Sanofi and Jennifer Doudna-Founded Scribe Ink $1B CRISPR Cell Therapy Deal
Sanofi has inked a licensing deal with Scribe Therapeutics, co-founded by CRISPR pioneer Jennifer Doudna, to develop novel natural killer (NK) cell therapies for cancer using Scribe’s CRISPR genome editing technology.
Under the terms of the deal, Sanofi picks up non-exclusive rights to Scribe’s CRISPR platform of wholly owned enzymes.
Sanofi is paying Scribe $25 million upfront, with a potential $1 billion in development and commercial milestones. The agreement also includes tiered royalties on net sales of any products resulting from the collaboration.
Benjamin Oakes, Ph.D., co-founder and CEO of Scribe, touted Sanofi's commitment to deep scientific rigor and clinical development experience, which he said "will enable the rapid advancement of novel ex vivo cell therapies for patients in need."
Jennifer Doudna, with Emmanuelle Charpentier, is credited with discovering CRISPR/Cas9 gene editing. Both won the Nobel Prize in Chemistry for the feat in 2020.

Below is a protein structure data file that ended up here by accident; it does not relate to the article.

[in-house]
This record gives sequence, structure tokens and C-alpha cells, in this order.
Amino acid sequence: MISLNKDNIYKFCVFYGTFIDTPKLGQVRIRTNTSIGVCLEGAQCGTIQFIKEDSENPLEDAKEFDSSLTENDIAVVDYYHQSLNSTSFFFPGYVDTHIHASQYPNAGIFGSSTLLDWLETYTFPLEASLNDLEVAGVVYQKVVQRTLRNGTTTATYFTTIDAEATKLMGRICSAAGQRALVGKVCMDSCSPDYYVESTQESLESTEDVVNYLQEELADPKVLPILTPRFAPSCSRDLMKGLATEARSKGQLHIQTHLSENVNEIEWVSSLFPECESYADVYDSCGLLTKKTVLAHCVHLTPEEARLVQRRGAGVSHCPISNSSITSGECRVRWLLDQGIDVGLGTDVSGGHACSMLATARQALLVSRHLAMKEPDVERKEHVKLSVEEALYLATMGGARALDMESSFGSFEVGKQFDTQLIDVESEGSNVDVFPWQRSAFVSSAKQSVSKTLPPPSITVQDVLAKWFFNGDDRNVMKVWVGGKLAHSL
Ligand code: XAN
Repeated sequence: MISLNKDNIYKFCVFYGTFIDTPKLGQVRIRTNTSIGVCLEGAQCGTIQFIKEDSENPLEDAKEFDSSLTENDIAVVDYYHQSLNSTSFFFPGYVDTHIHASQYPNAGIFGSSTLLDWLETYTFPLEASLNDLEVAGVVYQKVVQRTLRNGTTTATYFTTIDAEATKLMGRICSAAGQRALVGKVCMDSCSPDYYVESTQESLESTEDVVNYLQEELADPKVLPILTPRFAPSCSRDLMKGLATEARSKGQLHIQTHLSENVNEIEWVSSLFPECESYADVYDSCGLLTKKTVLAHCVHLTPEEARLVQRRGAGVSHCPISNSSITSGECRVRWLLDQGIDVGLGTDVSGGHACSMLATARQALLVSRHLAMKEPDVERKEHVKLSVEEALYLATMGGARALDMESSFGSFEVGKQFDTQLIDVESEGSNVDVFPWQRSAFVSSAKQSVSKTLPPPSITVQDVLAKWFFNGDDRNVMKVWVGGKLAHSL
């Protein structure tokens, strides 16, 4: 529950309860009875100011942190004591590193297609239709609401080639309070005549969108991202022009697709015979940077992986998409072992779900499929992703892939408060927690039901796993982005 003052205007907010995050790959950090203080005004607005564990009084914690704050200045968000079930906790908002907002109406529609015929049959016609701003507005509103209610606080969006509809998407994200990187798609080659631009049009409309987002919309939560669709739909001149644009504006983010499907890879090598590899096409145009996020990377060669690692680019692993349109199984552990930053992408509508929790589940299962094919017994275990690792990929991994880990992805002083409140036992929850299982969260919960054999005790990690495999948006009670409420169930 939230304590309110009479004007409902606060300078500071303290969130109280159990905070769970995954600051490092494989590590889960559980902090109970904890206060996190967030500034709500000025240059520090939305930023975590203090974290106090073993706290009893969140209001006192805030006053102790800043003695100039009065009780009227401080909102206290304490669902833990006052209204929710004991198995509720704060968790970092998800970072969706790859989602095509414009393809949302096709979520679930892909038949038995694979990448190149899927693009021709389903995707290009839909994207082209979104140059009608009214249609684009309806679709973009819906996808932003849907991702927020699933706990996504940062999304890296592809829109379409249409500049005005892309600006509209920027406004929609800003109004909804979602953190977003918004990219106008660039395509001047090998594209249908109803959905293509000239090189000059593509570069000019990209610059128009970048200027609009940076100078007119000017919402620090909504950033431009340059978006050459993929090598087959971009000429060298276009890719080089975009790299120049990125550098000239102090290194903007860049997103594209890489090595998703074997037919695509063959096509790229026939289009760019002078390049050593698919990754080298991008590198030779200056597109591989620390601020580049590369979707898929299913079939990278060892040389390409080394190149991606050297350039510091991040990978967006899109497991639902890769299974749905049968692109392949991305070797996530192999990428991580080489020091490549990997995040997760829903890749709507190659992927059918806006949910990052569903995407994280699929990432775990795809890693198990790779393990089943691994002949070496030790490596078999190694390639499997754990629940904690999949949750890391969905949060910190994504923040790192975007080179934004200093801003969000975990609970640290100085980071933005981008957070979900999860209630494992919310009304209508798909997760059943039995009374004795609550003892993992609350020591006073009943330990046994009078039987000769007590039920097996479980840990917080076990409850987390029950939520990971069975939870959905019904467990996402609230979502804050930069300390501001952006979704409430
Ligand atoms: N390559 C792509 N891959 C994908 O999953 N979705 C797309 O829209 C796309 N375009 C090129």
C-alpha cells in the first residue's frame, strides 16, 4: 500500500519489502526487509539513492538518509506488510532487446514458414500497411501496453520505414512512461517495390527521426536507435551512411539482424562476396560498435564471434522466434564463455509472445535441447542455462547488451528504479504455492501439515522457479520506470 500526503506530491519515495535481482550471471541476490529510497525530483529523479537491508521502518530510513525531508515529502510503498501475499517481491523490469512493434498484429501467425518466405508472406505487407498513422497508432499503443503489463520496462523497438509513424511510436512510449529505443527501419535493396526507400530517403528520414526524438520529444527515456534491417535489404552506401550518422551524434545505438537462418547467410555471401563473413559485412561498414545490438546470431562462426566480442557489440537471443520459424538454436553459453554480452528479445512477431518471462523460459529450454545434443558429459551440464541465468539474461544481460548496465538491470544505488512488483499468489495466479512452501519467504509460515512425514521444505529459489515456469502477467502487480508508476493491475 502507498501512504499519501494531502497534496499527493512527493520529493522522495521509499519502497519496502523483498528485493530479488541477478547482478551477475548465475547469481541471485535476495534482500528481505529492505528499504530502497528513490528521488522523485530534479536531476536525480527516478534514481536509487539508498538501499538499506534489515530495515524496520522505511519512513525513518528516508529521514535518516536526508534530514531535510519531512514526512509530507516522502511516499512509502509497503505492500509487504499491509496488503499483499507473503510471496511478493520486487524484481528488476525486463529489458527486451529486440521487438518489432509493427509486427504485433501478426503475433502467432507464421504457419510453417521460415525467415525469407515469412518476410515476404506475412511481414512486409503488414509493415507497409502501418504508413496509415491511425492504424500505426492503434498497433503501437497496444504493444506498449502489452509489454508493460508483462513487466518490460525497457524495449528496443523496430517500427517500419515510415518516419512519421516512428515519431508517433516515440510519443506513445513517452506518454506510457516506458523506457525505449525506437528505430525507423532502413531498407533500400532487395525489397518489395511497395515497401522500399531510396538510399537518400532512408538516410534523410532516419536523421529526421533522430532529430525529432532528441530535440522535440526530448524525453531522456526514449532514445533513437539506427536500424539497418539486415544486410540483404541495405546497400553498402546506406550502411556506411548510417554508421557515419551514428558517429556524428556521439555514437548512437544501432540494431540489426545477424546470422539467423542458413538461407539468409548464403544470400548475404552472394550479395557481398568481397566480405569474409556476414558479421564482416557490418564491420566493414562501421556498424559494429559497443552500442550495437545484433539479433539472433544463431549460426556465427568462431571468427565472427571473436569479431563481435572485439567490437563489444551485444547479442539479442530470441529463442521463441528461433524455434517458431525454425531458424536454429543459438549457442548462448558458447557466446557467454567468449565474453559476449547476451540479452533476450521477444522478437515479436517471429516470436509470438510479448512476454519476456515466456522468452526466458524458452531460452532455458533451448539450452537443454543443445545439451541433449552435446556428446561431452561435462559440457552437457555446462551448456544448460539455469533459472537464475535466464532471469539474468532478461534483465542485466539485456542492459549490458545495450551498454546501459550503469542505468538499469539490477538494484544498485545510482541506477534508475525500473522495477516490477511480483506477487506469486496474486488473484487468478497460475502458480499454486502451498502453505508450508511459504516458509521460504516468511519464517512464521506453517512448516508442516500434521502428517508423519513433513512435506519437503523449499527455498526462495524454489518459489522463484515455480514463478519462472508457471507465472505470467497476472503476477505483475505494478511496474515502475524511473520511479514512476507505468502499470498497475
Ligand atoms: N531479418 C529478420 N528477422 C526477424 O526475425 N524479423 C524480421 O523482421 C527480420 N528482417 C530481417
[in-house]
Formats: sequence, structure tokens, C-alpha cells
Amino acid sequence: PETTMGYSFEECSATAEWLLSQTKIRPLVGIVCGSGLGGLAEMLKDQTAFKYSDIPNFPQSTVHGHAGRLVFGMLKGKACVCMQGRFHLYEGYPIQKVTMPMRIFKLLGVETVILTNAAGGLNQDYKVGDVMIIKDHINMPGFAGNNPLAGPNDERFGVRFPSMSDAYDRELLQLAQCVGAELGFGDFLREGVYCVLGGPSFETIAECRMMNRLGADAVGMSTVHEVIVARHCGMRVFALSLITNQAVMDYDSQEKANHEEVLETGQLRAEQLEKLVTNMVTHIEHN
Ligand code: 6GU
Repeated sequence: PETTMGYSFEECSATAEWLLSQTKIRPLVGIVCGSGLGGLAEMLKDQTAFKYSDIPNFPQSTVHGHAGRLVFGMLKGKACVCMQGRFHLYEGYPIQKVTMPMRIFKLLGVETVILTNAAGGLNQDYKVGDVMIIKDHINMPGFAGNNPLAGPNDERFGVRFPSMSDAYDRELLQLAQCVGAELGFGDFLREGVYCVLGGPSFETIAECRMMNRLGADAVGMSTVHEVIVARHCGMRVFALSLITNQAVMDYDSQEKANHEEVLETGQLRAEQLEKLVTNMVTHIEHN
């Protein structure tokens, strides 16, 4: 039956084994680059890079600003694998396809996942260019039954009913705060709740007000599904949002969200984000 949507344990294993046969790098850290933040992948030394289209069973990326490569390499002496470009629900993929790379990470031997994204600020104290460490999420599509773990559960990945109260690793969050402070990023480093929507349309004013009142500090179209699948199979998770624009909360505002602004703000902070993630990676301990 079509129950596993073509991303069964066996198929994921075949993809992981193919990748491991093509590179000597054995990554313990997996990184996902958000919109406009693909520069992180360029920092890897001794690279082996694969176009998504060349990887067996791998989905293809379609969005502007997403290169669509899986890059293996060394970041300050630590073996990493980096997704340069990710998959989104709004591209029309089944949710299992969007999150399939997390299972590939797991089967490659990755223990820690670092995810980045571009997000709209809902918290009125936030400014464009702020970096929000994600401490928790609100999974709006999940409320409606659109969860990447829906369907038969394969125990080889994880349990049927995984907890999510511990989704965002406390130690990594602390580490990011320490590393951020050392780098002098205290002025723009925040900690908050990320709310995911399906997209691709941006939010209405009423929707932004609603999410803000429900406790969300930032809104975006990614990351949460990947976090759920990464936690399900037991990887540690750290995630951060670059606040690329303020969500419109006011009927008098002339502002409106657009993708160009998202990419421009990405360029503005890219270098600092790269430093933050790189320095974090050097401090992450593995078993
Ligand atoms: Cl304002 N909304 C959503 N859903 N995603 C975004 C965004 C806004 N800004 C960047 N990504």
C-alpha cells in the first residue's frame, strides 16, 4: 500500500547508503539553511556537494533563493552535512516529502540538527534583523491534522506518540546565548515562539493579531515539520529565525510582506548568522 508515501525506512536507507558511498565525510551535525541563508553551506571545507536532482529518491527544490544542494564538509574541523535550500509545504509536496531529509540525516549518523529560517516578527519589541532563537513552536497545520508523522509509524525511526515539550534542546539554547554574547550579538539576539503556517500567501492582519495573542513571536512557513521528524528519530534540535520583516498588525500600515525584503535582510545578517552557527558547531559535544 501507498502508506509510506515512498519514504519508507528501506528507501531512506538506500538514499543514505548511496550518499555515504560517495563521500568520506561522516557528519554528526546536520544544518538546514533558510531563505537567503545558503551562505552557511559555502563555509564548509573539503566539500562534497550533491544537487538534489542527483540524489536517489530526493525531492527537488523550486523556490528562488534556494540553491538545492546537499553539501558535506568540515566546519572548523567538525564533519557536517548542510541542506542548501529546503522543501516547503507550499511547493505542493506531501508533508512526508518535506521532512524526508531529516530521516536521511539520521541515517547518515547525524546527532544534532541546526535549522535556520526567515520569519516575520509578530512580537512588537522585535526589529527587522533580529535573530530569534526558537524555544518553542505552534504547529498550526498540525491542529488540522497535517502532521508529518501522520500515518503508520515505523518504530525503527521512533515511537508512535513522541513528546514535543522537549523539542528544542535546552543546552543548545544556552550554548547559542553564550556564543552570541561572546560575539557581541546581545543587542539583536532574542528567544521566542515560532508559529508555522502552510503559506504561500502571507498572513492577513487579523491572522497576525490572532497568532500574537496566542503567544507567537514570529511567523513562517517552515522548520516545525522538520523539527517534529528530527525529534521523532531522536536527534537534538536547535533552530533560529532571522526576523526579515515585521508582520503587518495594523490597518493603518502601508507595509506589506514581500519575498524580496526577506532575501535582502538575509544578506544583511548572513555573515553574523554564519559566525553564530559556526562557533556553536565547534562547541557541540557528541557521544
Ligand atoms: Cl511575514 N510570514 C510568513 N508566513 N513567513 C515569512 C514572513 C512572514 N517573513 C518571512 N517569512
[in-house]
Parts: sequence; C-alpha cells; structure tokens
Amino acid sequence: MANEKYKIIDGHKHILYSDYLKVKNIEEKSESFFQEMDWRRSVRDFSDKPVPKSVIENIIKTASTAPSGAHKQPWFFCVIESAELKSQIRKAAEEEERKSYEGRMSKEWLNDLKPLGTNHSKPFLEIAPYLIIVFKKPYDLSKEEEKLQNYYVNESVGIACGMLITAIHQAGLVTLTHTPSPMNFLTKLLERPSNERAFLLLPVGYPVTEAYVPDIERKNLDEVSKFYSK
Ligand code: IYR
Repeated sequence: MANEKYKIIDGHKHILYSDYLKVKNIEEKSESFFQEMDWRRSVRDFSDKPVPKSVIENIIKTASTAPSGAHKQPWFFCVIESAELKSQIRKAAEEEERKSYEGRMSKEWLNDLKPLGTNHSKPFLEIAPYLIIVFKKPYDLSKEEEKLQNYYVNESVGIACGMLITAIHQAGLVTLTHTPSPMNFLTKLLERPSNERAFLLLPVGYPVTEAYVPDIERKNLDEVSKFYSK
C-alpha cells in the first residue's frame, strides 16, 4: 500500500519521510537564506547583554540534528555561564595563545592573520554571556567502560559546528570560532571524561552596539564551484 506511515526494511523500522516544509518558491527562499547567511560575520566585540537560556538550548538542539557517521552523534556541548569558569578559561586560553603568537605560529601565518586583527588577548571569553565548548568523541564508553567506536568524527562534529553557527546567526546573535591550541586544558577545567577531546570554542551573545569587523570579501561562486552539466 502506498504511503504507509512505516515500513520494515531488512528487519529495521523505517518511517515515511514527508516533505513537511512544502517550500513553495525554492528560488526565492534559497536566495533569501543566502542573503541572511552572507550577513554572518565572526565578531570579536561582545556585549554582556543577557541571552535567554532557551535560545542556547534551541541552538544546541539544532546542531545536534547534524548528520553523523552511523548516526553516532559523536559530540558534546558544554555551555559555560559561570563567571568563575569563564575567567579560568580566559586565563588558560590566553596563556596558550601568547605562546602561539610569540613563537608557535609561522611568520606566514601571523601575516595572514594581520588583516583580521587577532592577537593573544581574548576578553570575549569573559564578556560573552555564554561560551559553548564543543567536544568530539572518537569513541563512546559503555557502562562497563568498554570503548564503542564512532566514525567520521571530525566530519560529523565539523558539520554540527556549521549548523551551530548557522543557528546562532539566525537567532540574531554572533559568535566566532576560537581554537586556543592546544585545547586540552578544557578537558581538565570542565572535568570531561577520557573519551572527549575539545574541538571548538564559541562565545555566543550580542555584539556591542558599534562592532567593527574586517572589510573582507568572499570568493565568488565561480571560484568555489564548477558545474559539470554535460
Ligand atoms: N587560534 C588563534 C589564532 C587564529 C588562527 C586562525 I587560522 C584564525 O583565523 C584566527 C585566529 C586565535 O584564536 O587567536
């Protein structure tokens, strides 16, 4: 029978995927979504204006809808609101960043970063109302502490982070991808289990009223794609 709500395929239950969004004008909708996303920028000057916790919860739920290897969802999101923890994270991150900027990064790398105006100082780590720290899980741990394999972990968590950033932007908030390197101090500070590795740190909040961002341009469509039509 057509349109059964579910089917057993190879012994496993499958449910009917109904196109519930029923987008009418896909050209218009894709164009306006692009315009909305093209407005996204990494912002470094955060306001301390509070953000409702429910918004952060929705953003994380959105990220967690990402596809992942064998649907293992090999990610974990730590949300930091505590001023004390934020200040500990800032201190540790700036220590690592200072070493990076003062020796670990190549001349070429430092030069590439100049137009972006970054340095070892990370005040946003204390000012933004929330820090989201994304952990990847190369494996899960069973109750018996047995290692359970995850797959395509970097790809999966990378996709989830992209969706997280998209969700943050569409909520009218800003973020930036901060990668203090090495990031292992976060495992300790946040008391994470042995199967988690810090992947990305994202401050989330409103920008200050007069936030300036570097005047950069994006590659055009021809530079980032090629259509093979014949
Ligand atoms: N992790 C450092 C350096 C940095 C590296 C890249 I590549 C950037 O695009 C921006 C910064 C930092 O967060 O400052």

Doudna has co-founded several companies, including Scribe, Intellia Therapeutics and Caribou Biosciences. Other Scribe co-founders are Benjamin Oakes, Brett Staahl and David Savage.
The company's X-editing (XE) technology is described as an engineered molecule built on a novel CRISPR foundation to generate greater activity, specificity and deliverability. Scribe’s focus is broad, including neurological, ophthalmological, multisystem, muscle and metabolic diseases, hematopoietic disorders and cell therapy.
In May, the company announced it was expanding its collaboration with Biogen to include a second unnamed target. The original deal was announced in 2020 to develop and commercialize CRISPR-based therapies focusing on amyotrophic lateral sclerosis.
Scribe’s custom engineering genome editing and delivery tools are called CasX-Editors (XE). Sanofi has a pipeline of NK cell therapeutics in the oncology space and will leverage Scribe’s technology to expand that portfolio.
Frank Nestle, global head of research and CSO at Sanofi stated the collaboration complements the company's research efforts across the NK cell therapy spectrum.
The collaboration "offers our scientists unique access to engineered CRISPR-based technologies as they strive to deliver off-the-shelf NK cell therapies and novel combination approaches that improve upon the first generation of cell therapies,” Nestle said in a statement Tuesday.